Reasons for Republican concern, on both the presidential and downballot levels, have been well documented by this column and others.

But Democrats have their own problems, some very real, some only imagined. Anxiety among Democrats surged last week when a recent CNN poll showed Joe Biden leading nationwide by 5 points, but trailing President Trump in 15 battleground states by 7 points. The battleground numbers—taken from a subsample of the overall respondents—seemed out of sync with both public polls and private surveys from pollsters in those key states. As well-crafted as some of the national surveys are, weighted to reflect the representative segments on gender, race, age, education, and sometimes even population density, they cannot do that for each state, thus these battleground-state subsamples should be viewed with a grain of salt. (For more on the dangers of looking at a subsample of interviews from a group of states plucked out of a national poll, see this piece in the The Crosstab by G. Elliott Morris, a very talented young data journalist.)

In a new analysis of what Biden can and needs to do to reach 270 electoral votes, Democratic strategist Doug Sosnik focuses not only on the traditional battleground states of Michigan, Pennsylvania, and Wisconsin, but also parts of the South and West, which he argues have emerged as a new Democratic base.

On a more emotional level, many Democrats still have not moved beyond their emotional trauma that resulted from their surprise November 2016 loss. But none of this suggests that Democrats don’t have real challenges in this election. For example, one key Democratic campaign consultant this past week expressed concern that the tone of some Democrats’ criticism of President Trump on the economy could be perceived as “rooting against America,” or “rooting for failure,” each time bad economic news comes out.

A greater danger for Democrats is if they begin to be perceived as anti-jobs, favoring policies that make it hard, or even impossible, for the average working-class person or small businessperson to make a living or return to any semblance of a normal life. While Trump and Republicans should fear a second wave of coronavirus cases triggering a W-shaped, or “double-dip,” recession, Democrats should fear being tagged as the party that kept people from going back to work or sending their kids back to school as soon as was practical, especially for people who live and work in lower-risk areas.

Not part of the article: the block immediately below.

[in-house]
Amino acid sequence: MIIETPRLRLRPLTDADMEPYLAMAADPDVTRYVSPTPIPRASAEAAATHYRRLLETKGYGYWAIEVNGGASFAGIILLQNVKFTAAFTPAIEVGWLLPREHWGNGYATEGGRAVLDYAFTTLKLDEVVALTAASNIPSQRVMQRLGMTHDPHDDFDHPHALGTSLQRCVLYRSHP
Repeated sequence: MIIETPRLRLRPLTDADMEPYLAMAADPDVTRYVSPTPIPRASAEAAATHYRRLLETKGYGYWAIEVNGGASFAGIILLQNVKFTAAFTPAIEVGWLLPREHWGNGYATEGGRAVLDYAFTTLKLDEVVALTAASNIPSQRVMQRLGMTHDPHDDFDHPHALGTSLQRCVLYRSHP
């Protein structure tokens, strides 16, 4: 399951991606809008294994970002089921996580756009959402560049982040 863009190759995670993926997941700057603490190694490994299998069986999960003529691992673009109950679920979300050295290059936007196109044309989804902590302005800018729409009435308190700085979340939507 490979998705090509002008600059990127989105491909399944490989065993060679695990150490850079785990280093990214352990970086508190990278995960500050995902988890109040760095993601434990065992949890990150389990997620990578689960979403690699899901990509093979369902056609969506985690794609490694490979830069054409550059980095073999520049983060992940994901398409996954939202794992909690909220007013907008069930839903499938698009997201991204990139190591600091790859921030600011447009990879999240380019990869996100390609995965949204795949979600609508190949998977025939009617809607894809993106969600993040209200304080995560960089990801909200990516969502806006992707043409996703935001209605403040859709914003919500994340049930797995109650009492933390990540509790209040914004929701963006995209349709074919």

Democrats risk a perception of being one-dimensionally pro-lockdown, as if reopening was a simple matter of throwing a giant national on-off switch, an exclusive focus on public health above everything else, suggesting that the abilities of families to get back to work or have a life is of secondary or tertiary interest. While it is certainly true that economic well-being cannot be restored without addressing the more immediate health challenge of the coronavirus, the reality is that all Americans are not similarly situated. A one-size-fits-all policy for parts of the country or even entire states strikes some as arbitrary.

The danger in both small town and rural America, as well as among working-class whites, is that this can play into a form of grievance and identity politics that could tar the Democratic Party as caring only about those who live in or near cities and along the coasts.

The fact is that restrictions make an enormous amount of sense along the Acela corridor, but might not make much a hundred miles or more to the west. For those who live in locales that have seen few cases of COVID-19, many of the restrictions seem arbitrary. Policies that are perfectly reasonable for the city of Detroit and the rest of Wayne County and in Macomb and Oakland counties in Michigan might well be seen as onerous and heavy-handed to those living on the Upper Peninsula. The phrase “common sense” has been rarely heard from the mouths of Democratic elected officials of late.

Why should Democrats worry about voters “out there?” A good case can be made that it was these areas beyond metropolitan areas that effectively cost Democrats the presidency. In the 2016 presidential race, Hillary Clinton emerged from Philadelphia and four counties that make up Southeastern Pennsylvania with a lead over Trump of 673,000 votes. Add in Pittsburgh and Allegheny County and the margin swelled to 770,000 votes, more than what was expected to be necessary to carry the state. But Trump won 49 of the state’s 67 counties with at least 60 percent of the vote, including 23 counties with 70 percent of the vote or more. That’s how Democrats lost the state after having won it six times in a row.

This is not something that only happened in Pennsylvania. Two years ago, Democrats did well in urban and suburban America, netting 40 seats in the House to win that chamber. But in rural states, identification with the Democratic Party was deadly. Just ask former Sens. Joe Donnelly of Indiana and Heidi Heitkamp of South Dakota. After losing their Senate seats, the duo founded the One Country Project, whose mission is to try to reestablish a reconnection between the Democratic Party and rural America.

There is research that suggests at least some of the abysmal vote totals in such areas and among older white voters in the 2016 election stemmed from an animosity toward Clinton, and that those voters might be up for grabs in 2020. The Biden camp certainly hopes that’s the case.

This story was originally published on on May 19, 2020

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